ALBANY — The state shouldn’t simply renew the so-called millionaire’s tax but perhaps even raise rates for those earning $5 million, $10 million or more annually, the top Democrat in the State Legislature said Wednesday.
Assembly Speaker Carl Heastie (D-Bronx) said New York should consider raising income-tax rates even higher for big earners. His position sets up one of the biggest fights over the 2017-18 state budget, as Gov. Andrew M. Cuomo wants to simply renew the tax and the Republican-led Senate wants to kill it.
“We still want to go beyond that,” Heastie, referring to Cuomo’s proposal, told reporters outside the Assembly chambers. “Just the extension of the millionaire’s tax won’t satisfy the [Assembly Democrats’] needs to provide more education. . . . We believe we want to add a couple more tiers for the highest-earning millionaires in the state.”
A day earlier, Cuomo made public his $162 billion spending proposal that would boost aid to elementary and secondary schools by 4 percent ($1 billion), $2 billion for water infrastructure, provide $260 million to help nonprofit social services agencies adapt to the state’s rising minimum wage, and spend $163 million to create a pathway to free college tuition at public universities.
Cuomo unveiled his proposal in an unusual fashion, providing private briefings to some blocs of legislators, skipping others because the daily legislative session ran long Tuesday and not formally making the entire plan available online until after 8:30 p.m.
As such, New York’s 213 state legislators were just beginning to pore over the document Wednesday to determine Cuomo’s proposal for individual school districts and key programs.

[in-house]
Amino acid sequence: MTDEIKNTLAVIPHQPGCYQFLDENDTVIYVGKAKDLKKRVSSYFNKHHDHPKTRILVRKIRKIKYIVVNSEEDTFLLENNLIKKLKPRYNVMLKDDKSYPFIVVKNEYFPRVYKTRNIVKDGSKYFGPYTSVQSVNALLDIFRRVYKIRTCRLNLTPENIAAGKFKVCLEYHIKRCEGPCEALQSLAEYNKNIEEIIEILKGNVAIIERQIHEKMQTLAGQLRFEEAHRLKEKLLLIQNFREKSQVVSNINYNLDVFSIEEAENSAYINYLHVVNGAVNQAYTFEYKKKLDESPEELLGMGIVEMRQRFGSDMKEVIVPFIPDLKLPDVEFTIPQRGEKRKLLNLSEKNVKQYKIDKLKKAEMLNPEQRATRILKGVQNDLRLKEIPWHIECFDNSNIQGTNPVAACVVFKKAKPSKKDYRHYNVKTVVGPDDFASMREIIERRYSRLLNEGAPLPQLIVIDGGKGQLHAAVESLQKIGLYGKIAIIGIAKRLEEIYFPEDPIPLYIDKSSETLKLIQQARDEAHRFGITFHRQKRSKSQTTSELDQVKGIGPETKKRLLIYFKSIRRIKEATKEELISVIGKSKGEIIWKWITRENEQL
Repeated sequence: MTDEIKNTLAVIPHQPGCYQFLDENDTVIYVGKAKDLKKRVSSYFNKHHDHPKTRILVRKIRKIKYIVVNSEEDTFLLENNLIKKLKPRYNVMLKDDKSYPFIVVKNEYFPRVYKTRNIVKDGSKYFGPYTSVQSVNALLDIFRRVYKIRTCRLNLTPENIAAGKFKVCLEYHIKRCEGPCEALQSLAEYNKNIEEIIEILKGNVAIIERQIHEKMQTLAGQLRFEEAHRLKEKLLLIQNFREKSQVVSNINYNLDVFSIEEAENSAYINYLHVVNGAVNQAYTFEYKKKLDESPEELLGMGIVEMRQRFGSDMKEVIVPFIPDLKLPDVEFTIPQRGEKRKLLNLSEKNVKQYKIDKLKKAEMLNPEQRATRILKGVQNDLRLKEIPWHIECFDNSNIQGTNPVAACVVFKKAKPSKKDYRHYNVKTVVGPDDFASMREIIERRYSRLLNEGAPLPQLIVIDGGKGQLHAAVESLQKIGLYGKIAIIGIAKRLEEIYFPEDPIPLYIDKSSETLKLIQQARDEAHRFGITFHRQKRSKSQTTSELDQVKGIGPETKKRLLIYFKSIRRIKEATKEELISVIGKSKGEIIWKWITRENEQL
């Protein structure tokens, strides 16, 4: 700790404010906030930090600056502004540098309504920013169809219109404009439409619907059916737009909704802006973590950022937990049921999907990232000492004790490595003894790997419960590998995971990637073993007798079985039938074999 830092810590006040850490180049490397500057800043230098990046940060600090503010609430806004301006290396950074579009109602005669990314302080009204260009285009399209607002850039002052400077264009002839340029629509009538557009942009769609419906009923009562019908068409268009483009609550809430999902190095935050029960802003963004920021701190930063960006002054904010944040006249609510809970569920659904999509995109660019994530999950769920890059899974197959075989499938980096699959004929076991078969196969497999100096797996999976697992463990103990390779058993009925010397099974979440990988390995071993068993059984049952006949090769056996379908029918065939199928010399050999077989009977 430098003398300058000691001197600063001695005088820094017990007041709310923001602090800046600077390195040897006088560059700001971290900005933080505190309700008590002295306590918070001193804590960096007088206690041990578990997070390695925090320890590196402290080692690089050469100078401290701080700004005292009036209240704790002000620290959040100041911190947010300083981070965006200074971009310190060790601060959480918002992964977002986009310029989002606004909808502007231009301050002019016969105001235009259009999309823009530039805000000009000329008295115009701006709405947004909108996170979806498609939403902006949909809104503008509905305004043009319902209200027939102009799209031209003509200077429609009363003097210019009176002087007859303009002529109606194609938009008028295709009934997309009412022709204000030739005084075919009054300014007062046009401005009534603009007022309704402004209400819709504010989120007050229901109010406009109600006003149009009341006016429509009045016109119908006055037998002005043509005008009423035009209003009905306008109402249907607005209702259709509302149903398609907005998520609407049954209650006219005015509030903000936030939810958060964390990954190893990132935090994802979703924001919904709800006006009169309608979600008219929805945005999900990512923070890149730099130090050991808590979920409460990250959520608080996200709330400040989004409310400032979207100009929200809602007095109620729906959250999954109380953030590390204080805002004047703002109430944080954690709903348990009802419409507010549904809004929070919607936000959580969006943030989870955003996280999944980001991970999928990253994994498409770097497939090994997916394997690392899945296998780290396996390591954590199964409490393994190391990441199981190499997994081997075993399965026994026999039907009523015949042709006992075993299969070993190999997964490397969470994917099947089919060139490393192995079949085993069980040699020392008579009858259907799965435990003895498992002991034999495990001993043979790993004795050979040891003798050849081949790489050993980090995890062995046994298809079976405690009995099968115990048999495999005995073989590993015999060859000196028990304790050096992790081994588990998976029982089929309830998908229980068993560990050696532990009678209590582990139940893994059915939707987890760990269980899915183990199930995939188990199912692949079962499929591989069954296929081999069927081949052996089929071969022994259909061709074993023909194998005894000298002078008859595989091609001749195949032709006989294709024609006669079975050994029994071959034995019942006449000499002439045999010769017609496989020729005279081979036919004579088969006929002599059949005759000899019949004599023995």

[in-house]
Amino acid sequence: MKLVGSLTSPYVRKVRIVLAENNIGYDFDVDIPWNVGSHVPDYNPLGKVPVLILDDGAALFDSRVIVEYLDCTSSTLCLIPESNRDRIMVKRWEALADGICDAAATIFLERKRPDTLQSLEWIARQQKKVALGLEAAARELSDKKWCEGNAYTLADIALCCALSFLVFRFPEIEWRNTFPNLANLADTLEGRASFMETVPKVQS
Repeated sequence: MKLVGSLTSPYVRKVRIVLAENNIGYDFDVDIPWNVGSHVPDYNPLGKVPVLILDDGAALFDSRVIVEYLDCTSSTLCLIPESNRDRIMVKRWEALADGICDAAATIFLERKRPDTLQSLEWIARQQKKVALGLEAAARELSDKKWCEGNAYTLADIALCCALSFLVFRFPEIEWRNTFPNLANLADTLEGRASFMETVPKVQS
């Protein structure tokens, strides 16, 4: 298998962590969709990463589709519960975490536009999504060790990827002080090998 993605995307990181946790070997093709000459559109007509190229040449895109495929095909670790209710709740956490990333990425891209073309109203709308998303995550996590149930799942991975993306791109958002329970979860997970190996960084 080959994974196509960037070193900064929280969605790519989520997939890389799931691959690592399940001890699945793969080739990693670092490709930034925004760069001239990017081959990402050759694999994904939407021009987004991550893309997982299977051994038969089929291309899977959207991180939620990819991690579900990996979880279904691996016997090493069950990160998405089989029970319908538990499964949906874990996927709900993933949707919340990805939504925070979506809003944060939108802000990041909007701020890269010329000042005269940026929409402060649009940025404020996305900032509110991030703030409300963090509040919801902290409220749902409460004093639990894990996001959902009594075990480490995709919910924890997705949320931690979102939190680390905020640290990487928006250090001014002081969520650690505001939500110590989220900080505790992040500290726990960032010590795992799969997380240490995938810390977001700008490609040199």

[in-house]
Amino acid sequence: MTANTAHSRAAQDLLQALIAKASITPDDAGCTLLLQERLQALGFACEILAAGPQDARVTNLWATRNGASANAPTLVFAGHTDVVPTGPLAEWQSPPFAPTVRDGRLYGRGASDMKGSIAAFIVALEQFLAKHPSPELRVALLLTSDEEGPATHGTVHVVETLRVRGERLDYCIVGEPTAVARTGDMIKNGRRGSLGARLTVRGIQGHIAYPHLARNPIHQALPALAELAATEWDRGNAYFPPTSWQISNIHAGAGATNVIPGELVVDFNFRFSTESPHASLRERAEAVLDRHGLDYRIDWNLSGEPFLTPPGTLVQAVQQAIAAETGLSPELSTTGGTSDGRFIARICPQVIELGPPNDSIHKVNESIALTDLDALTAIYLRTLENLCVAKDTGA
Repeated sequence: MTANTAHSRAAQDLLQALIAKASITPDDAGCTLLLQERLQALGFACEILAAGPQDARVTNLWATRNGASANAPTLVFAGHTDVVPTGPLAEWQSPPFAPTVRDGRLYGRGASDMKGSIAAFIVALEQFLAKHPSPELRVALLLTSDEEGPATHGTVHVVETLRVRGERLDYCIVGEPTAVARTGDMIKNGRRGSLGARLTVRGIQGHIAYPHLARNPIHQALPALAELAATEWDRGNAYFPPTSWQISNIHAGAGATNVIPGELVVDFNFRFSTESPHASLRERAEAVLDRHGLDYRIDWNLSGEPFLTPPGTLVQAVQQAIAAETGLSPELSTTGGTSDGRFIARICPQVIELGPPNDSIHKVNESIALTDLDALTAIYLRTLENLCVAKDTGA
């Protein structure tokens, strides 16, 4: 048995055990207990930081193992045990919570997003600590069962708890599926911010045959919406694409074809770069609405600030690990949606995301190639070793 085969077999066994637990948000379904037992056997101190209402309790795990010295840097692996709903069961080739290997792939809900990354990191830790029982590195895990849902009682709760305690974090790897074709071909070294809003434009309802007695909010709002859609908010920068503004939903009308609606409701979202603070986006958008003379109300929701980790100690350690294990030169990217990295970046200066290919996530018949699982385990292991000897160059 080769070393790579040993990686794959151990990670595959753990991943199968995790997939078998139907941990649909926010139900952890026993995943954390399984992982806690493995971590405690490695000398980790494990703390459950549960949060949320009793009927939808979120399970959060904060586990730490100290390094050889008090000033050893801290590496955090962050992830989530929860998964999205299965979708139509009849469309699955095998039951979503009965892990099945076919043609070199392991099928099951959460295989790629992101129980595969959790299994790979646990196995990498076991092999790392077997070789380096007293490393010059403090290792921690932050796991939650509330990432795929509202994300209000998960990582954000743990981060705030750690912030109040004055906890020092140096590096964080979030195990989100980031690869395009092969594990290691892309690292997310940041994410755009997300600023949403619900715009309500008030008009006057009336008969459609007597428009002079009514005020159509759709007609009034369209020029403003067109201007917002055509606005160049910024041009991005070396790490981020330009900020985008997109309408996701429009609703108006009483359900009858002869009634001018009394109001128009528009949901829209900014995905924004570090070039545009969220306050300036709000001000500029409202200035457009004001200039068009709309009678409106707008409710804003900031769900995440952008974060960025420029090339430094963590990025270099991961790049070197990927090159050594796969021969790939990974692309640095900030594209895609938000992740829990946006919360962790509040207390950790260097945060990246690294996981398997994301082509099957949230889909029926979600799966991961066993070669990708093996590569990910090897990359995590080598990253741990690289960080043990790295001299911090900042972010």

“What they presented and what we actually find, hopefully they’re the same thing,” said Senate Majority Leader John Flanagan (R-East Northport). For instance, he added: “If there is a billion-dollar increase in education, but it’s not equitably distributed, that’s a problem.”
The millionaire’s tax, first imposed in 2009 amid the Great Recession, is a key cog in the plan. Cuomo opposed the tax in 2011, his first year in office, but changed his mind and has since gotten the legislature to renew it twice. It is set to expire Dec. 31.
The tax, imposed on individuals who earn $1 million or more annually and couples earning $2 million, brings in more than $2 billion a year to state coffers. With the state already facing a $3 billion revenue shortfall this year, Cuomo said he can’t allow the millionaire’s tax to expire.
Heastie said Cuomo’s budget plan doesn’t have “enough money for education” if Assembly Democrats and the governor want to meet their 2017 goals. The speaker said imposing a higher rate for some might be doable because there might be “some federal action that’s going to benefit the millionaires in this state” — referring to President-elect Donald Trump’s vow to cut income taxes.